Title

Behavior and Habitat use of Breeding Northern Harriers in Southwestern Idaho

Document Type

Tech Pub

Publication Date

1-1-1987

Journal Title/Publication Source

Journal of Raptor Research

Volume

21

Issue Number

2

Page Numbers

57-66

Abstract

Radiotelemetric and visual monitoring of four breeding pairs of the Northern Harrier (Circus cyaneus) in predominantly shrub-steppe habitat of the Snake River Birds of Prey Area, Idaho, indicated that harriers used riparian and cultivated habitats disproportionately. As alfalfa growth approached 46 cm height, males shifted from predating voles (Microtus sp.) in alfalfa fields to the Western Whiptail (Cnemidophorus tigris) in open shrub-steppe habitat. Mean minimum home ranges of males were estimated at 15.7 km2 while those of females were estimated at 1.13 km2. Males ranged up to distances of 9.5 km from nests. Males hunted most intensively in the second week after hatching. Females did not hunt until the third week after hatching. During most of the day, both sexes rested or preened <0.5 km from nests. Varying home range sizes in this and other studies may be a function of harrier responses to differing habitat structures and prey availability or vulnerability to capture.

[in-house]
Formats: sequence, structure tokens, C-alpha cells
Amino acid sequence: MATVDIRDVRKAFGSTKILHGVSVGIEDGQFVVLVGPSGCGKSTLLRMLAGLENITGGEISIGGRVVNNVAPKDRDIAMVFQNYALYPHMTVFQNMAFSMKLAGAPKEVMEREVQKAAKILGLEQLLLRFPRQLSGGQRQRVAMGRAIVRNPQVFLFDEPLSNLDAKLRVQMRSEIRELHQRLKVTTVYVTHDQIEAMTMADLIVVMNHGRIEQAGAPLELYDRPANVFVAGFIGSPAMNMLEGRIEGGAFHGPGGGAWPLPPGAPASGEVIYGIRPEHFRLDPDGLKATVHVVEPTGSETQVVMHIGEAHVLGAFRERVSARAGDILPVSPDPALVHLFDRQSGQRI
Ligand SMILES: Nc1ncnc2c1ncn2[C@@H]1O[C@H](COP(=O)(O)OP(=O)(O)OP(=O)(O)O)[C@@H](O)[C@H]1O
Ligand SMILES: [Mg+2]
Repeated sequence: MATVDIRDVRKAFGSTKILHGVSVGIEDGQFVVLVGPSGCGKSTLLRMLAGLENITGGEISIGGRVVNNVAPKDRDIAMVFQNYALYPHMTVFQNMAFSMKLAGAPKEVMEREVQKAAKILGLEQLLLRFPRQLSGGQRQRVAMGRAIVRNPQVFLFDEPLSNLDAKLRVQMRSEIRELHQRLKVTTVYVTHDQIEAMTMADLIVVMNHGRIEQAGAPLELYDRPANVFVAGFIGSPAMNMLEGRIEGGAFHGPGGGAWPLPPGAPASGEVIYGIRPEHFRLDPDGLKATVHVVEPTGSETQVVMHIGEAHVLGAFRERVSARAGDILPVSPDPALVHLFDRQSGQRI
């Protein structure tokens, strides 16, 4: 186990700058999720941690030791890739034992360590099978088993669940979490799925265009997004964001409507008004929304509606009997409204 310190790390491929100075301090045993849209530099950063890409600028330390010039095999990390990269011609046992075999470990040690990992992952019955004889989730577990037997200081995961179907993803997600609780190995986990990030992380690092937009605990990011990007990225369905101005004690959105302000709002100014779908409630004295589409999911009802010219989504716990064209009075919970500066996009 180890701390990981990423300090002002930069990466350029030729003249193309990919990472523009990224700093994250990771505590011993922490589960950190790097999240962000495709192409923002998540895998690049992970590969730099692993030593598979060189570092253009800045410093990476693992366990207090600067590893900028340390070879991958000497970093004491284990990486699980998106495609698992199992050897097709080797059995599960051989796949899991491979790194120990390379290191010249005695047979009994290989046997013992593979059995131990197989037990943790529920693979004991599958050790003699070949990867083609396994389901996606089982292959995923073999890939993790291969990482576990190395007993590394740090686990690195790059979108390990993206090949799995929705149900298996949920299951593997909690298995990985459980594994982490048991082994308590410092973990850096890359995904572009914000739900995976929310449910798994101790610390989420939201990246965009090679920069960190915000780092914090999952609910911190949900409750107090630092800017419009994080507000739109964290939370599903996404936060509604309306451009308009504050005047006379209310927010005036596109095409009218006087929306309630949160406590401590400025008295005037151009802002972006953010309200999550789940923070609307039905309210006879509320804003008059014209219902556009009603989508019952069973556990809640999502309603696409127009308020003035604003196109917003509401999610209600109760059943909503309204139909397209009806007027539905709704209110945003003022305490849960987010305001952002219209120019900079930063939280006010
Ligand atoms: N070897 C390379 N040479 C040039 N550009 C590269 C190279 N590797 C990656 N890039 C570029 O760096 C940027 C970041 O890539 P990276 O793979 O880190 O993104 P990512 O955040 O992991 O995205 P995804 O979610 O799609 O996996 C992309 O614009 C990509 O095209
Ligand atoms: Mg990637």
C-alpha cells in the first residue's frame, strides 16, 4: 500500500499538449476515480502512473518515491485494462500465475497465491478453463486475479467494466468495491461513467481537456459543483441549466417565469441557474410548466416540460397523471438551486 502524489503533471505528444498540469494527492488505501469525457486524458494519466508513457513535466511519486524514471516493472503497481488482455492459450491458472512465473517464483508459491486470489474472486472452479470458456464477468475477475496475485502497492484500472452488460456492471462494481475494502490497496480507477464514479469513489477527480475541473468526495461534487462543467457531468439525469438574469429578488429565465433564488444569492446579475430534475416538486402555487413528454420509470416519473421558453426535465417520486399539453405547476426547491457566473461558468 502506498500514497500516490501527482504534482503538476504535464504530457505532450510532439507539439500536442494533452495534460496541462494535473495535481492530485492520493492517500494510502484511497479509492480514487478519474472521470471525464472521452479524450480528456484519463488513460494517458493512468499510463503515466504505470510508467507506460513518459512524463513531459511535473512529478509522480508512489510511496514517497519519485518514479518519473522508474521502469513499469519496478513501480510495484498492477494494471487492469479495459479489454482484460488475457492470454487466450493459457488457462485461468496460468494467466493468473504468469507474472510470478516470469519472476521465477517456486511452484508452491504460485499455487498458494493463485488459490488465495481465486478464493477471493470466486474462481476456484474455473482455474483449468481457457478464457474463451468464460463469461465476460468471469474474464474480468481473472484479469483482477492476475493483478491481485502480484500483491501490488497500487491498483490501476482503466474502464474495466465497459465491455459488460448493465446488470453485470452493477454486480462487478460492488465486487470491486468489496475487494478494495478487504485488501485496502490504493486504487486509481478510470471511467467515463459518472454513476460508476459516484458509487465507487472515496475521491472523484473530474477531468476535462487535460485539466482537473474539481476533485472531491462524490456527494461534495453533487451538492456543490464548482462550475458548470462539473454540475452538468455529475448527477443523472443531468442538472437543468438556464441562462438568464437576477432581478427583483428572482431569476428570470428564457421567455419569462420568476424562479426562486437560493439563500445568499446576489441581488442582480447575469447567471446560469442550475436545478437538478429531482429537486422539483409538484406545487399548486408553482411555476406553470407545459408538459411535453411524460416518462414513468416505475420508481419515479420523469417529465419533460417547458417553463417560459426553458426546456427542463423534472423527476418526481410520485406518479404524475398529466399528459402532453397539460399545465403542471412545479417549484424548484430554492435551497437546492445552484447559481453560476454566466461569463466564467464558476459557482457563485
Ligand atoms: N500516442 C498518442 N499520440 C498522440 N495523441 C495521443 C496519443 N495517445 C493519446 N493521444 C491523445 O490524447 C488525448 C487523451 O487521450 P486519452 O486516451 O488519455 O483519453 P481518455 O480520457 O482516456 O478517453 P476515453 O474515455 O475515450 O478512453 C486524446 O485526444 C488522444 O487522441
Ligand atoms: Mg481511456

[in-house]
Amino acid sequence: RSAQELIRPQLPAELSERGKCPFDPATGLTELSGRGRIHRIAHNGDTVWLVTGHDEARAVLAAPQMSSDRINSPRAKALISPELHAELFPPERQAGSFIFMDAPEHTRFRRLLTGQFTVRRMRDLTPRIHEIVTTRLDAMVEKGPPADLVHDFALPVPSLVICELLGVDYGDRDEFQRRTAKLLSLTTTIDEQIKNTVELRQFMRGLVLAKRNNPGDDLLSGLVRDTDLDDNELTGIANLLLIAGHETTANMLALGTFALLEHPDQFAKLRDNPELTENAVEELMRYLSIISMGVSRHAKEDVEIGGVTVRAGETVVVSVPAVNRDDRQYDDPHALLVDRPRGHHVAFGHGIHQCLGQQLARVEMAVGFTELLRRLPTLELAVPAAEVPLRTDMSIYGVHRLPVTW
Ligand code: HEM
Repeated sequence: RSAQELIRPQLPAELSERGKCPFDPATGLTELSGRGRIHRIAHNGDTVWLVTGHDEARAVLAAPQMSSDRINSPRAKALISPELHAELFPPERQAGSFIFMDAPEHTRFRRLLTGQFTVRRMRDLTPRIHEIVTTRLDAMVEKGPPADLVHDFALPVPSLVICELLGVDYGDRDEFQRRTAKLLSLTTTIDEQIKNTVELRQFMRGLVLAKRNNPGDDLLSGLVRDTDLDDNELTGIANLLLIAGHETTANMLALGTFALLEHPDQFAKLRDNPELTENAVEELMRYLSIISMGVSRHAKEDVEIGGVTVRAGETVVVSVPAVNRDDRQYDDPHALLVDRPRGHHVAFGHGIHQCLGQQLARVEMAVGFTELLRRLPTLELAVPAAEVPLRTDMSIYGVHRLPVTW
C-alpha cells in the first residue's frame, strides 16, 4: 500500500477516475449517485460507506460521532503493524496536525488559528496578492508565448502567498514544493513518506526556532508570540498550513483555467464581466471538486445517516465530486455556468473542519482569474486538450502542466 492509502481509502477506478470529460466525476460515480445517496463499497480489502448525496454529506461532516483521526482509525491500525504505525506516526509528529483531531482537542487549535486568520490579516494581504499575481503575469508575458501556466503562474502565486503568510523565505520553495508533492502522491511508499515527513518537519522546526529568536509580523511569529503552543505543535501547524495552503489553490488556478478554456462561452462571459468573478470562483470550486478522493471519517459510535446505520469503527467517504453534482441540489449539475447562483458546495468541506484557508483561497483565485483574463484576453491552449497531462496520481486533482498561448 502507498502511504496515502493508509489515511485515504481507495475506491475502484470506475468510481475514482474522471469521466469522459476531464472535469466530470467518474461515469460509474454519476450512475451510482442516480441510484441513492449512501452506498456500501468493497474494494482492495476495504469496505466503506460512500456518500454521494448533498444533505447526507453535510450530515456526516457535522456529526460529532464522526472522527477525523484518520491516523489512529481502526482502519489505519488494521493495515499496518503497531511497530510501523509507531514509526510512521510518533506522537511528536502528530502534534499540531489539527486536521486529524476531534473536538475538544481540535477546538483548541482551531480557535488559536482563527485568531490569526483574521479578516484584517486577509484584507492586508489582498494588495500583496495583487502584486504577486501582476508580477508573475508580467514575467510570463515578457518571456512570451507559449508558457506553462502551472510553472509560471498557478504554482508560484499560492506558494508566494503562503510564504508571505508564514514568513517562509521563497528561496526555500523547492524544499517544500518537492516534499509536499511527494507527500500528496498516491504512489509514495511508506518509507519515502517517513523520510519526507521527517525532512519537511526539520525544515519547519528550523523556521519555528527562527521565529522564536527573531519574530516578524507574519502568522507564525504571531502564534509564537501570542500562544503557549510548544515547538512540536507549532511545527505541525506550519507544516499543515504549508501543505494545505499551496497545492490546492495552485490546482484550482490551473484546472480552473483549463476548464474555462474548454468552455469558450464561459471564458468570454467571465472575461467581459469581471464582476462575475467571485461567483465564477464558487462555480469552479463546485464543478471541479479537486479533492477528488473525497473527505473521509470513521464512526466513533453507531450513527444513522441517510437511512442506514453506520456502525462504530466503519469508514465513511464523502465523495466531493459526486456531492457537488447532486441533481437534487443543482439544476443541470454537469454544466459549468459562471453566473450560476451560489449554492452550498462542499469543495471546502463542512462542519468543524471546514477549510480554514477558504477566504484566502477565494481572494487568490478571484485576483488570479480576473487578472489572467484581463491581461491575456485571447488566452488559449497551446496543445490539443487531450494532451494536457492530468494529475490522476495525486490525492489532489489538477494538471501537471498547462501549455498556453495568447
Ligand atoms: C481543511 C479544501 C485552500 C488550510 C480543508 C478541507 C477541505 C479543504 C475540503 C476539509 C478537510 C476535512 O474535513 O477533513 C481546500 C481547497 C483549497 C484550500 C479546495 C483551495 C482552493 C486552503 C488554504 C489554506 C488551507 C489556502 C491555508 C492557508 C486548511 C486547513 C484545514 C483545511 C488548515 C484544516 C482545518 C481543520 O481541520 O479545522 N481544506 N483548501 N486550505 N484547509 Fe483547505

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Behavior and Habitat use of Breeding Northern Harriers in Southwestern Idaho

Radiotelemetric and visual monitoring of four breeding pairs of the Northern Harrier (Circus cyaneus) in predominantly shrub-steppe habitat of the Snake River Birds of Prey Area, Idaho, indicated that harriers used riparian and cultivated habitats disproportionately. As alfalfa growth approached 46 cm height, males shifted from predating voles (Microtus sp.) in alfalfa fields to the Western Whiptail (Cnemidophorus tigris) in open shrub-steppe habitat. Mean minimum home ranges of males were estimated at 15.7 km2 while those of females were estimated at 1.13 km2. Males ranged up to distances of 9.5 km from nests. Males hunted most intensively in the second week after hatching. Females did not hunt until the third week after hatching. During most of the day, both sexes rested or preened <0.5 km from nests. Varying home range sizes in this and other studies may be a function of harrier responses to differing habitat structures and prey availability or vulnerability to capture.